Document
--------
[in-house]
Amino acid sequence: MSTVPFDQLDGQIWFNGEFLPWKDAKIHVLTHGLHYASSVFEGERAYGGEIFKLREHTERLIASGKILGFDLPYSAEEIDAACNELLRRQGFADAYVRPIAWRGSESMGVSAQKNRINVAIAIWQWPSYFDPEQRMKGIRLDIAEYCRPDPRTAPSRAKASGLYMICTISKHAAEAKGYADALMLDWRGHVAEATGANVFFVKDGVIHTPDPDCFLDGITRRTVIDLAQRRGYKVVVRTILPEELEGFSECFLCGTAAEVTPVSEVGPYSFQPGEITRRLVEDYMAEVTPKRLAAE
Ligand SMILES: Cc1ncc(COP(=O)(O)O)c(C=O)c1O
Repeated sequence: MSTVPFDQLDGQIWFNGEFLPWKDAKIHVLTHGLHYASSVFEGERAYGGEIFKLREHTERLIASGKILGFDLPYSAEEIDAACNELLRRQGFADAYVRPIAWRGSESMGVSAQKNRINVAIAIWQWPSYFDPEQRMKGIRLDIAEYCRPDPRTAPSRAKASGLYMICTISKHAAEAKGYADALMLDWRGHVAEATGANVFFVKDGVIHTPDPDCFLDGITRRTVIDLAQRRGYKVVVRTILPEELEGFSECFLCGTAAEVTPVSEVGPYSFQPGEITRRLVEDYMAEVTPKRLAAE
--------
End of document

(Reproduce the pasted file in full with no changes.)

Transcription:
[in-house]
Amino acid sequence: MSTVPFDQLDGQIWFNGEFLPWKDAKIHVLTHGLHYASSVFEGERAYGGEIFKLREHTERLIASGKILGFDLPYSAEEIDAACNELLRRQGFADAYVRPIAWRGSESMGVSAQKNRINVAIAIWQWPSYFDPEQRMKGIRLDIAEYCRPDPRTAPSRAKASGLYMICTISKHAAEAKGYADALMLDWRGHVAEATGANVFFVKDGVIHTPDPDCFLDGITRRTVIDLAQRRGYKVVVRTILPEELEGFSECFLCGTAAEVTPVSEVGPYSFQPGEITRRLVEDYMAEVTPKRLAAE
Ligand SMILES: Cc1ncc(COP(=O)(O)O)c(C=O)c1O
Repeated sequence: MSTVPFDQLDGQIWFNGEFLPWKDAKIHVLTHGLHYASSVFEGERAYGGEIFKLREHTERLIASGKILGFDLPYSAEEIDAACNELLRRQGFADAYVRPIAWRGSESMGVSAQKNRINVAIAIWQWPSYFDPEQRMKGIRLDIAEYCRPDPRTAPSRAKASGLYMICTISKHAAEAKGYADALMLDWRGHVAEATGANVFFVKDGVIHTPDPDCFLDGITRRTVIDLAQRRGYKVVVRTILPEELEGFSECFLCGTAAEVTPVSEVGPYSFQPGEITRRLVEDYMAEVTPKRLAAE